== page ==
Modern misfits live for software


From Calgary Herald (August 26, 1995)

by Nigel Waters

Douglas Coupland, who made his novel-writing debut with the cult classic Generation X, has produced another sure-fire best-seller with his latest offering, Microserfs.

The new novel received widespread publicity when the first chapter appeared as the cover story in Wired magazine in January 1994. The final chapter, all but the last few pages, have now just appeared in the July 1995 issue of Wired.

The style of the new novel is very much in the spirit of Generation X. It is told in the first person singular and has a diary-like format that details the lives of a small group of modern misfits. But there the similarity ends for these misfits are no Generation Xers. They are - at least they think they are the cream of the technological intelligentsia and in the opening chapter they all have jobs, salaries and career prospects to die for.

They all work for BILL at Microsoft. The group of Todd, Bug, Abe, Michael, Susan, storyteller Daniel and his girlfriend Karla are so brilliantly characterized that you have a hard time believing that this is not for real. These enfant terribles are, by-and-large, "fiscal Republican(s), but otherwise pretty empty-file in the ideology department."

For Techno-freaks the jargon is all there and a major delight is the portrayal of Bill (Gates), who takes on mythical proportions. Life is good as long as your software ships on time. Indeed it is the older generation that struggles in Microserfs as Daniel's dad is laid off by IBM and struggles to make himself re- employable through learning the computer language C++.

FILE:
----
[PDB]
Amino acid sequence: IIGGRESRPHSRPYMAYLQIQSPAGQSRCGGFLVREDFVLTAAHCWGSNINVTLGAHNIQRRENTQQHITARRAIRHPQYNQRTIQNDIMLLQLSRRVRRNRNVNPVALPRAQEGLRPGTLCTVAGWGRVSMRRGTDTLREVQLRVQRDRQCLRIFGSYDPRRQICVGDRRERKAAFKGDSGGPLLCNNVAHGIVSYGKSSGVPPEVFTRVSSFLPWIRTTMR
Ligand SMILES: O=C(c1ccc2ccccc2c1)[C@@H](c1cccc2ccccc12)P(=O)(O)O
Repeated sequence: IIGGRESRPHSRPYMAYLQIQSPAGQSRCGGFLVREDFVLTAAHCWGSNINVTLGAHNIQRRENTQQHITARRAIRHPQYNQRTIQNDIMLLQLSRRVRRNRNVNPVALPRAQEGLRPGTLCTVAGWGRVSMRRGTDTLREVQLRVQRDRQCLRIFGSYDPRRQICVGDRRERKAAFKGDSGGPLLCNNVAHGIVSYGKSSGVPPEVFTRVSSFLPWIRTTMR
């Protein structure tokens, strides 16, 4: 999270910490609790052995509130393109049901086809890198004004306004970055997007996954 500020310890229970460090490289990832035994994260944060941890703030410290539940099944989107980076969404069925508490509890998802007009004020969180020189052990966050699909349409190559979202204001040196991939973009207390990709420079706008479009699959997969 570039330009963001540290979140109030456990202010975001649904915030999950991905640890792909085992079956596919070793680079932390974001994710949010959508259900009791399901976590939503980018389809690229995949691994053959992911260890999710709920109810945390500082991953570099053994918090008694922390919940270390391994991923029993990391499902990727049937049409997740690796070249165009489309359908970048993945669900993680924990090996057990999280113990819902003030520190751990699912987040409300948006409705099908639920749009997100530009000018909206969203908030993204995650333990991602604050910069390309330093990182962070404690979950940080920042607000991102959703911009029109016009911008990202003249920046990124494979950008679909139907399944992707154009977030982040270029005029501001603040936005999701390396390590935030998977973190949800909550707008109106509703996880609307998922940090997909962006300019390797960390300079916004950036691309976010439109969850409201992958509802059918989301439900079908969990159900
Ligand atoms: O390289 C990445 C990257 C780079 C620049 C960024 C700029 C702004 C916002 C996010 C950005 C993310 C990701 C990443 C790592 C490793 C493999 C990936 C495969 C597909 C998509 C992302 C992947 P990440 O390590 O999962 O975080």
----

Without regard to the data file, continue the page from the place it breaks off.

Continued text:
Also fascinating is Coupland's use of lists, including portraying his characters by their seven favorite Jeopardy categories. All are living for the day that their Microsoft stock options "vest" - although newer employees do not usually have this benefit to anticipate. Are Daniel and his buddies a new generation of haves spanning the next Generation X of have-nots? Or will every generation always have its winners and losers?

Coding for Bill quickly becomes less than satisfying and eventually the microserfs leave to form a new company that will produce their own innovative software, allowing them to achieve one-point-oh status - techno-babble for conceiving and producing your own entirely new product. The concluding chapter with the New Age-like title of Transhumanity is perhaps not well articulated enough to be convincing, and whether there will be a new Fox TV show that not only materializes, as Wired suggests, but also survives is anyone's guess.